For Romo, there are two key take-away points he desperately wants highlighted. The first: workforce housing on State Street is economically viable. It can be done. “We want other developers and owners to think of this as an option,” he said. “This can and will make money.” His second point, however, offers a slightly cautionary caveat; not all buildings are alike, Romo stressed. Not all are so structurally amendable to a rental conversion as the one Yardi bought.
Yardi’s building — a two-story structure — was originally built in in 1913 as a department store by the widow of acclaimed novelist Robert Louis Stevenson. With brick walls and concrete floors, this building — for which Yardi paid $4.2 million — was “built pretty stout,” in the professional estimation of Cearnal. That combination of building materials, Cearnal said, makes the building highly fire resistant. As such, it was exempt from state building code regulations requiring sleeping-quarter windows out of which the occupant can escape if need be. This seemingly technical detail proved critical. It enabled Cearnal and crew to draft plans with interior windows instead that draw upon the building’s “plethora” of skylights for natural light. It didn’t hurt any that the building also came equipped with a functioning elevator, a large basement, and a sprinkler system already installed. Perhaps most critical from a cost-containment basis, Yardi never proposed knocking the existing building down and building something newer, bigger, and inevitably much more expensive in its place. All along, he proposed building within the building’s existing footprints and floor plans.
Because the building is located in the heart of downtown — served by multiple parking structures — no parking spaces were required. Because no changes were proposed to the building’s exterior, no discretionary review boards had to approve the plans. Because of recent tweaks in state housing law, Yardi was allowed to exempt himself from two city rules and regulations that would otherwise have limited his use of the space. In his case, Yardi chose to exempt himself from the city’s interior open space requirements. And because of state and local rules designed to encourage the production of workforce housing, Yardi wound up qualifying for five bonus-density units in addition to the nine to which he was already entitled under the building’s commercial zoning designation.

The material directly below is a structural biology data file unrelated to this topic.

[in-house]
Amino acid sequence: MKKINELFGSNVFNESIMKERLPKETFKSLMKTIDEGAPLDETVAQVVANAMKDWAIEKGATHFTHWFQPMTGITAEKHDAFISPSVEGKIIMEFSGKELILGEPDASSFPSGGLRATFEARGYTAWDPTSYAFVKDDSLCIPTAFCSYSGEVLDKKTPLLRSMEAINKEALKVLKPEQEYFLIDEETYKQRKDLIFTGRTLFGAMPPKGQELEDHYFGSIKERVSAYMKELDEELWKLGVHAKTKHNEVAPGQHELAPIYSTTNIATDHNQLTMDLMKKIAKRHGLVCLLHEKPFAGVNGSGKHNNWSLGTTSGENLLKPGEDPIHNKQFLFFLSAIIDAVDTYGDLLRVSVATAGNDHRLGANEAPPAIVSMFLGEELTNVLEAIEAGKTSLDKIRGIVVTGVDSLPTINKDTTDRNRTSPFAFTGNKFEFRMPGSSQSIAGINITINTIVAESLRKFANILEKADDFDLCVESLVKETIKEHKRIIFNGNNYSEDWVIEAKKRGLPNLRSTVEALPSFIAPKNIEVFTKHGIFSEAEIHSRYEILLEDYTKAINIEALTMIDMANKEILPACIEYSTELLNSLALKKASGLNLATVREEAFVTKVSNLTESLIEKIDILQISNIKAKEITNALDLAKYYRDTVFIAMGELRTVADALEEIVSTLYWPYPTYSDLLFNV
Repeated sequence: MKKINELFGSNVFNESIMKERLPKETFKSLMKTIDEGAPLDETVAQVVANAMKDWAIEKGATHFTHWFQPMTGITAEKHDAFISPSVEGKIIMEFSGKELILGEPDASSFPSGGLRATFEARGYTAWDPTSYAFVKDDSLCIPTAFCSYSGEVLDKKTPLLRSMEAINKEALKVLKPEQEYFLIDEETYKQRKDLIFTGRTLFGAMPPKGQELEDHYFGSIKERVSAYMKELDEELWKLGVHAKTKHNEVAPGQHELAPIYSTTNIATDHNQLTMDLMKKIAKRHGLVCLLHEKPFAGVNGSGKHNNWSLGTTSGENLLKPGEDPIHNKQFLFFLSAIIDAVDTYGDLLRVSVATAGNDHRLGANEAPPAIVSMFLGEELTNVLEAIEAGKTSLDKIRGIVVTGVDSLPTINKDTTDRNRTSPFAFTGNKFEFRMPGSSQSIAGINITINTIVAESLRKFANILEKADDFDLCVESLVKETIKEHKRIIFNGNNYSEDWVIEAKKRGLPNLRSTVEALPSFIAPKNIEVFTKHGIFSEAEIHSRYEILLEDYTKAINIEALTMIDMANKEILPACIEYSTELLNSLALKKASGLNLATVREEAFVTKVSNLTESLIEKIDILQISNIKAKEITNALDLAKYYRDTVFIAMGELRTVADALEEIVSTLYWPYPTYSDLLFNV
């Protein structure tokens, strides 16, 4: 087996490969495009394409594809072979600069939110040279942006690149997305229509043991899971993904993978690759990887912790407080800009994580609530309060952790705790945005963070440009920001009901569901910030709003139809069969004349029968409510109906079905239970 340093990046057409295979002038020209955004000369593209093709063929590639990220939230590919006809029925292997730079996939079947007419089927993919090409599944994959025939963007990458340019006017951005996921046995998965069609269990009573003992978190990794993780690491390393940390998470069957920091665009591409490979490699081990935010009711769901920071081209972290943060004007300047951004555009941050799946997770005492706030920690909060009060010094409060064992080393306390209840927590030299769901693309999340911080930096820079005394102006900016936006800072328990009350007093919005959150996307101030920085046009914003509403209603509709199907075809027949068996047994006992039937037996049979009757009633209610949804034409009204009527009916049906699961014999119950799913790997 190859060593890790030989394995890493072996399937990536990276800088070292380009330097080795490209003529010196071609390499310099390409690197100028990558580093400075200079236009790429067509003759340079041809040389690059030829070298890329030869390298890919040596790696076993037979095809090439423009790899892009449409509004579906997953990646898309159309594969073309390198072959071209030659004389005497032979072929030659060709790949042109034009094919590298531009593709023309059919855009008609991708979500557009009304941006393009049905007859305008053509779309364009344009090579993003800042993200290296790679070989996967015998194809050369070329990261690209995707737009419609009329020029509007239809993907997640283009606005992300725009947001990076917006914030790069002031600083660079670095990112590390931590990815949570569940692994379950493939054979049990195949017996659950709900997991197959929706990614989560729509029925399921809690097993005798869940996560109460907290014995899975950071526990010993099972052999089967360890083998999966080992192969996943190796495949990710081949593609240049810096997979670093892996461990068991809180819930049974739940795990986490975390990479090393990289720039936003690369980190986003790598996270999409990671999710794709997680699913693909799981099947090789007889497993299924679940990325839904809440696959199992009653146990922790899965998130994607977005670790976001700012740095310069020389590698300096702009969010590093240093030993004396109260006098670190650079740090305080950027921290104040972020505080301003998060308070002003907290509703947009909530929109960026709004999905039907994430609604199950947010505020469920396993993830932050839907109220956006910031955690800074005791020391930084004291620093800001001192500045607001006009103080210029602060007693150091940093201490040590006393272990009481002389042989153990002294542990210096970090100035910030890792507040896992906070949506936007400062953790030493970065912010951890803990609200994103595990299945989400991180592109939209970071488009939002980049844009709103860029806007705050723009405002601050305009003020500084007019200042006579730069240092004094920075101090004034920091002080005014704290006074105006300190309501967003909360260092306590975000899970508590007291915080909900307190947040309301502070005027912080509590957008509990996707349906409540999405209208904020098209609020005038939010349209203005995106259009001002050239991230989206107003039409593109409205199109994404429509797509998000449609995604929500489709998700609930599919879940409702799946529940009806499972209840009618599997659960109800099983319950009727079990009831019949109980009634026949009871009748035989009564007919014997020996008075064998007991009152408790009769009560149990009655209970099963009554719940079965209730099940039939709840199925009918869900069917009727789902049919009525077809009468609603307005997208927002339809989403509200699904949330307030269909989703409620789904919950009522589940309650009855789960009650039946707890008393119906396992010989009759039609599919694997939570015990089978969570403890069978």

Because Yardi was willing to provide four capital “A” affordable housing units, he was also entitled to an accelerated approval process. Just for good measure, Yardi, Romo, and Cearnal made a point to meet frequently with city officials well before ever submitting plans. It helped. “We saw them more as thought partners,” Romo said, “than permit processing agents.”
The total cost of construction, Romo said, will be $2 million. This week, Yardi assigned the construction and management burden to the City of Santa Barbara Housing Authority. In addition, he effectively donated the entire property to a nonprofit affiliated with the Housing Authority. For the Housing Authority, Christmas came early this year. “We’ve always been looking for a place on State Street,” said Skip Szymanski, deputy executive director. Szymanski noted that residents will need to work within city limits as a condition of their tenancy. “We want people who don’t have a car and can walk to where they work,” he explained. He said construction should start within a couple months and is anticipated to last five months. For the capital “A” affordable units, the highest rents will be $1,500 a month. For the affordable-by-design units, he said the max will be $1,750.
Artist renderings | Credit: Courtesy